Blogathon 23/13 Tired





the evening after the morning after the night before…





7.30pm and I am sprawled on the couch/settee/sofa (whatever) and not, as I should be, in the Cineworld cinema in MK, watching Argo.

I will, however, be there at noon tomorrow, but watching Cloud Atlas, instead.

Why Cineworld in Witney has almost every screen showing Wreck It Ralph, whilst the good films are shown at other Cineworld cinemas… well… I just have no idea. I can only assume it’s because the local Cineworld manager assumes everyone in Oxfordshire has an IQ of 14.

Anyway, last night’s festivities…

We didn’t make it to any of the previously named pubs in Witney; we went to Jericho in Oxford.

There was Tapas and beer in a proper Spanish restaurant, where I spoke Spanish.

There were drinks in a pub.

Followed by drinks in another pub.

Followed by drinks in a cocktail bar.

There was crawling in to bed at 3am.

And getting up at 8am.

At 10.30am I began a 250-mile round-trip on the Bandit, in sub-zero temperatures, to deliver a thing.

And not long ago I had the hottest, longest shower to warm myself up.

And now, feeling very done in and knackered, I am (as mentioned) sprawled.

And tired.

I might hit the bed but there’s a telephone call scheduled for later.

And I haven’t spoken to my daughter today, either.

Bed then, with the Nexus 10, a mug of hot chocolate and the mobile phone.

Any. Minute. Now.

Woo, rock and roll!

Just, you know


The 4.45am alarm seems to be coming around quicker and quicker.

It was half-past midnight when I stopped working last night. This morning.

And then 4.45am, and in the office for 7am.

Finished earlier tonight. 11pm. And 4.45am tomorrow. And in the office for 7am. Again.

As well as working, this evening, I’ve been running conversations with friends.

Good friends. Facing challenges. Big, serious, world-shattering decisions.

Slept wrong last night, my back was awful this morning. First time in maybe five years. Been on heavy PKs today.

Tired now.

I think of my friends.

If the worst I’m looking at is the temporary flare of an old injury and being tired, I’m doing pretty well.

Unlike some.

It’s a mini adventure!

One of these weeks I’m going to get a weekend that is peaceful, relaxing and, you know, involves doing absolutely nothing…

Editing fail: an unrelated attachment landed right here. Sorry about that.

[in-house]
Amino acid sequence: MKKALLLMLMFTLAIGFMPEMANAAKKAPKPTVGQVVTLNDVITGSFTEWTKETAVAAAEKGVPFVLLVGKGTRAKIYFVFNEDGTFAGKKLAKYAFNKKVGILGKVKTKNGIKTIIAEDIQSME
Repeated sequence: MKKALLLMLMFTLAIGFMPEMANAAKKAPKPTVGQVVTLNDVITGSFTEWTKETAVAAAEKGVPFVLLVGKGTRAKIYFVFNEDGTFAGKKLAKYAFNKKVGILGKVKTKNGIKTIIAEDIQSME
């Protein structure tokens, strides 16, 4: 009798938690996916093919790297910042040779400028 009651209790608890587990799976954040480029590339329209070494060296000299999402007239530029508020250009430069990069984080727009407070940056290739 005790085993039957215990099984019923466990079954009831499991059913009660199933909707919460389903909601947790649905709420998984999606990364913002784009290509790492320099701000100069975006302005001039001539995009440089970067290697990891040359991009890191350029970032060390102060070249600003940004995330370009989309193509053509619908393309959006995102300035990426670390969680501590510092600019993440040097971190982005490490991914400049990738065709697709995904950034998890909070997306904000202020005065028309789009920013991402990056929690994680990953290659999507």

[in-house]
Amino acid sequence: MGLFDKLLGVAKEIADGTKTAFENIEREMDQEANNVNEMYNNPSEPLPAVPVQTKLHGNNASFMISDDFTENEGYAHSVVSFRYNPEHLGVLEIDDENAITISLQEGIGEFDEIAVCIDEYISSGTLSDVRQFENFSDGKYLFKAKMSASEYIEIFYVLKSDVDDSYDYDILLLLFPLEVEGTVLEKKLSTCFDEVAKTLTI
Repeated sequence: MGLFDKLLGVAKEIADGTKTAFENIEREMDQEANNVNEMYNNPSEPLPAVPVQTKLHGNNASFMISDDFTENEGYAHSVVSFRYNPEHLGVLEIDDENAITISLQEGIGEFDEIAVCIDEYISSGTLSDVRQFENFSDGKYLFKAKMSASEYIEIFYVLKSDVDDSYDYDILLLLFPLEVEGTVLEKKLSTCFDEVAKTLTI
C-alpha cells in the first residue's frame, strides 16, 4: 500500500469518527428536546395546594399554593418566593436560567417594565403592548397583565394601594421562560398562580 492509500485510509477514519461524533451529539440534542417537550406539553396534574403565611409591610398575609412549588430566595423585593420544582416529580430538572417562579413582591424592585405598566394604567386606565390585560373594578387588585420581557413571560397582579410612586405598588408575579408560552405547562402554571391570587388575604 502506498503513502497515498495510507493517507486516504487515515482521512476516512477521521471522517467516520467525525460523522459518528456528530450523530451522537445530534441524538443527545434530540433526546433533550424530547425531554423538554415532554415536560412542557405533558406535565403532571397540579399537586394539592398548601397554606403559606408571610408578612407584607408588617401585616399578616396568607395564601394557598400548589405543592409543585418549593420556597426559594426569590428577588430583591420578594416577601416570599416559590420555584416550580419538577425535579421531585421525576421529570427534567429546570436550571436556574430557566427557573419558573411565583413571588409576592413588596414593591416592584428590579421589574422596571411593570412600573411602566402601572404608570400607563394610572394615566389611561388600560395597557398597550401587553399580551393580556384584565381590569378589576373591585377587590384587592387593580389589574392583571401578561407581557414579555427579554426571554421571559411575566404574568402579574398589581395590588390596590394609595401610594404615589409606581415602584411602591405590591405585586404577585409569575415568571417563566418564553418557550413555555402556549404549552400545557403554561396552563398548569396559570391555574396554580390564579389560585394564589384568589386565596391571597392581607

I’m working. I’ve been awake since 4.30am and up since 4.45am.

It’s a Very Big Weekend workwise, with stuff going on 24/7 from Friday evening up until Sunday afternoon.

Stress and sleep don’t fit together too well.

Anyway enough about that.

This evening I’m going to the premiere of ‘Shift’, a film made by the uber-talented Ash. Yes, I have work-related reporting milestones this evening too, but I’m confident I can juggle.

But, due to a couple of factors (1. the fantastic weather forecast for the weekend and 2. the film premiere being in that London), I have, at this late stage, decided to turn the weekend in to a mini-adventure.

Later today I shall pack my rucksack, jump on the Bandit and wend my way to London – on the backroads, not on the motorway.

After a couple of hours, I shall pitch up in the general area where the film is being shown.

I’ve booked a room at a nearby hostelry, so I may have a glass or two of lemonade this evening.

And tomorrow morning, head clear and fresh, I shall potter my way back to last Sunday morning’s venue – the Ace Cafe in north London – for another gargantuan All Day Breakfast.

Then get back home to crack on with the work stuff.

This is my plan.

I shall try to make it so.

A weekend of tired

Another in the ‘this post was written some time ago, but has only just been posted because we don’t have broadband’ series.


On Saturday morning I went to the library for half an hour, and then moved to Hackett’s restaurant.

In the afternoon I met Alex James, off of Blur. And cheese.

Nice bloke. He was in the local cinema with his wife and kids. I couldn’t resist the opportunity to have a brief chat and shake his hand.

I was buying tickets for The Adjustment Bureau. Alex and his family were going to see something more child-friendly.

A couple of hours before I met Alex, I put this weekend’s show out; the reason I went to Hackett’s.

Re-reading the shownotes, we seem to have covered a huge amount of conversational ground that included subjects as diverse as an email from Russell Brand (about his genitalia), to the unfortunately cancelled interviews with both Charlie Sheen and Ian (aka the Omaha poet).